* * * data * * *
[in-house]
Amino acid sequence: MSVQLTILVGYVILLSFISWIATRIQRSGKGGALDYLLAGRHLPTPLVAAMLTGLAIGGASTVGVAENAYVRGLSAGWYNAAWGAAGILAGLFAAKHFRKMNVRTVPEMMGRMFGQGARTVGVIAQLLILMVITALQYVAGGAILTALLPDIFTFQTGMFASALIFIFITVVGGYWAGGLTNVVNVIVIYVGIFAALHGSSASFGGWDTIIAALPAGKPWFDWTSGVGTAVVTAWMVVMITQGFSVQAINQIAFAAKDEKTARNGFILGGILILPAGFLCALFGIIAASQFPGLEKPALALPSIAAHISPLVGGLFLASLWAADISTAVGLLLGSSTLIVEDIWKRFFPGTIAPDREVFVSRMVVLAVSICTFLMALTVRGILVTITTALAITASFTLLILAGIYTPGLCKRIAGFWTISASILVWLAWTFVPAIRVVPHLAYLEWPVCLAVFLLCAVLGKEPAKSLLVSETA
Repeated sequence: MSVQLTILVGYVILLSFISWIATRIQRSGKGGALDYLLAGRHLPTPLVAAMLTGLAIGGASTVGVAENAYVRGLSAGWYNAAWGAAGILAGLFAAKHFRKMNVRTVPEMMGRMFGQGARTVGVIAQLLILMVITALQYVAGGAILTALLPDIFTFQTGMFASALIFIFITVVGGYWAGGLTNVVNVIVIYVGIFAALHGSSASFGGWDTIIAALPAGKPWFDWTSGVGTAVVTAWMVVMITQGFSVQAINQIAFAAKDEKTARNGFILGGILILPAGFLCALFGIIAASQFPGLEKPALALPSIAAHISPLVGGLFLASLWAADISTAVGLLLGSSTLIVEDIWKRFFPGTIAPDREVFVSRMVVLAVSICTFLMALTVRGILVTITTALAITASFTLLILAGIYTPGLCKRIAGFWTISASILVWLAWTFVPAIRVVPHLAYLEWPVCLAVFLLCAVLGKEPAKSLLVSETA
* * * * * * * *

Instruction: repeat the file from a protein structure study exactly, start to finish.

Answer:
[in-house]
Amino acid sequence: MSVQLTILVGYVILLSFISWIATRIQRSGKGGALDYLLAGRHLPTPLVAAMLTGLAIGGASTVGVAENAYVRGLSAGWYNAAWGAAGILAGLFAAKHFRKMNVRTVPEMMGRMFGQGARTVGVIAQLLILMVITALQYVAGGAILTALLPDIFTFQTGMFASALIFIFITVVGGYWAGGLTNVVNVIVIYVGIFAALHGSSASFGGWDTIIAALPAGKPWFDWTSGVGTAVVTAWMVVMITQGFSVQAINQIAFAAKDEKTARNGFILGGILILPAGFLCALFGIIAASQFPGLEKPALALPSIAAHISPLVGGLFLASLWAADISTAVGLLLGSSTLIVEDIWKRFFPGTIAPDREVFVSRMVVLAVSICTFLMALTVRGILVTITTALAITASFTLLILAGIYTPGLCKRIAGFWTISASILVWLAWTFVPAIRVVPHLAYLEWPVCLAVFLLCAVLGKEPAKSLLVSETA
Repeated sequence: MSVQLTILVGYVILLSFISWIATRIQRSGKGGALDYLLAGRHLPTPLVAAMLTGLAIGGASTVGVAENAYVRGLSAGWYNAAWGAAGILAGLFAAKHFRKMNVRTVPEMMGRMFGQGARTVGVIAQLLILMVITALQYVAGGAILTALLPDIFTFQTGMFASALIFIFITVVGGYWAGGLTNVVNVIVIYVGIFAALHGSSASFGGWDTIIAALPAGKPWFDWTSGVGTAVVTAWMVVMITQGFSVQAINQIAFAAKDEKTARNGFILGGILILPAGFLCALFGIIAASQFPGLEKPALALPSIAAHISPLVGGLFLASLWAADISTAVGLLLGSSTLIVEDIWKRFFPGTIAPDREVFVSRMVVLAVSICTFLMALTVRGILVTITTALAITASFTLLILAGIYTPGLCKRIAGFWTISASILVWLAWTFVPAIRVVPHLAYLEWPVCLAVFLLCAVLGKEPAKSLLVSETA